Congress passes CR; White House tells feds to expect to work on Tuesday

U.S. Capitol (Photo by Orhan Cam / Shutterstock)

The House passed the three-week continuing resolution that was voted up in the Senate on Jan. 22.

The House vote was 266 to 150.

White House Press Secretary Sarah Sanders told reporters at her daily press briefing that feds should expect to come to work on Tuesday.

"In terms of what the turnaround time for a full reopen -- as I said earlier, we are waiting on the House to vote and clear, and then it will go through the OMB budget process and review -- and a legal review, and then hit the president's desk, which we expect sometime later afternoon, early evening, which would make most government offices already closed. And so they would start back in full capacity tomorrow morning," Sanders said. "And if that changes, we'll certainly let you guys know, but that's … what we tentatively expected this time.

While Democratic leaders freed members to vote as they wished, Minority Whip Steny Hoyer (D-Md.) said he was opposing the bill in remarks on the House floor.

Rep. Gerry Connolly (D-Va.), whose district is home to many federal employees and general contractors, declared victory in a statement announcing his support for the measure.

"I will vote to reopen government because we have big challenges that our constituents demand we address like ending sequestration, fighting the opioid crisis, and fixing the DACA problem the President created," Connolly said. "I will also vote yes because Senator McConnell pledged to finally allow us to address all those issues. His concession to our demands for action is a big victory for the Democrats and the American people."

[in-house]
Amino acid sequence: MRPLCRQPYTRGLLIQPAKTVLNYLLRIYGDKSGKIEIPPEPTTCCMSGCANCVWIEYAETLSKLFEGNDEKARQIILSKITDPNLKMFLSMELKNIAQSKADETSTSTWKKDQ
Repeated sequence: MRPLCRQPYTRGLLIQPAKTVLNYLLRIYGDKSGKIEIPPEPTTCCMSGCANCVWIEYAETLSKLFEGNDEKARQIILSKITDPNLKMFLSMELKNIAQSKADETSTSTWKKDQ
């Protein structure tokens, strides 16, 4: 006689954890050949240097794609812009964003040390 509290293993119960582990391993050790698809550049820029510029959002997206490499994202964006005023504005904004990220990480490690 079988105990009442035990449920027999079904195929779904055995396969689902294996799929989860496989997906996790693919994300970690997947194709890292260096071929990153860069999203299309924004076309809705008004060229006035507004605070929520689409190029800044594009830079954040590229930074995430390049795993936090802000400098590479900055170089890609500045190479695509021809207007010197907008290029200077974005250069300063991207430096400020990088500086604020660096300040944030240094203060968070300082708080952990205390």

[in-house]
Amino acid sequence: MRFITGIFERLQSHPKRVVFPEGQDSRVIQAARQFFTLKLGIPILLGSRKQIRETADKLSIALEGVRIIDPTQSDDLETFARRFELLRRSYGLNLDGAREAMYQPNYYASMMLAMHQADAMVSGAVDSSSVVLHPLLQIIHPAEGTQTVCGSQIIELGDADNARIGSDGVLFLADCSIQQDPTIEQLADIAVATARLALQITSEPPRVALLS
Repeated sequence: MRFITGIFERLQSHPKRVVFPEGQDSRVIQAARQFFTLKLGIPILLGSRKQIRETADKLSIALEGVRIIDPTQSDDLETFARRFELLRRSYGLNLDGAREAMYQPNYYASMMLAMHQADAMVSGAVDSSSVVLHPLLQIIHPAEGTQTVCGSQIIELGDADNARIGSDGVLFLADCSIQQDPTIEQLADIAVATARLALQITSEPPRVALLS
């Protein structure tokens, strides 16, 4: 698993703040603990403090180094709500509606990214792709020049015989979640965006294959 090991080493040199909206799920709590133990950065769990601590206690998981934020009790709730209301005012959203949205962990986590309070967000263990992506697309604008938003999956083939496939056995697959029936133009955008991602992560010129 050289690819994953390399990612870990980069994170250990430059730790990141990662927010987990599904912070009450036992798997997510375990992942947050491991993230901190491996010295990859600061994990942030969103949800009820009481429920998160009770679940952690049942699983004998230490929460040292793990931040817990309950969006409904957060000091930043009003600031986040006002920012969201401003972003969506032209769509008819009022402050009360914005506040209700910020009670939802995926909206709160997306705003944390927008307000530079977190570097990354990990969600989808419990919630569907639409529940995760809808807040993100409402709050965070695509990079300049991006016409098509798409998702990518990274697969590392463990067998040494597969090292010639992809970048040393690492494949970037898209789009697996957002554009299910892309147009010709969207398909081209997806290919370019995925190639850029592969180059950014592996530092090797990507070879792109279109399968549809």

In a floor speech, House Speaker Paul Ryan (R-Wis.) said there were no winners in the shutdown, possibly excepting the beneficiaries of the expired Children's Health Insurance Program, which was reauthorized for six years.

"But this is not a moment to pat ourselves on the back. Not even close," Ryan said.
Max Stier, president and CEO of the Partnership for Public Service warned against shutdowns becoming commonplace.

"Shutdowns should not and cannot be accepted as normal; instead, the American people should accept no less than timely budgets, modern civil service rules to attract top talent and policymakers committed to improving the health of our government," Stier said in a statement.



About the Author

Adam Mazmanian is executive editor of FCW.

Before joining the editing team, Mazmanian was an FCW staff writer covering Congress, government-wide technology policy and the Department of Veterans Affairs. Prior to joining FCW, Mazmanian was technology correspondent for National Journal and served in a variety of editorial roles at B2B news service SmartBrief. Mazmanian has contributed reviews and articles to the Washington Post, the Washington City Paper, Newsday, New York Press, Architect Magazine and other publications.

Click here for previous articles by Mazmanian. Connect with him on Twitter at @thisismaz.


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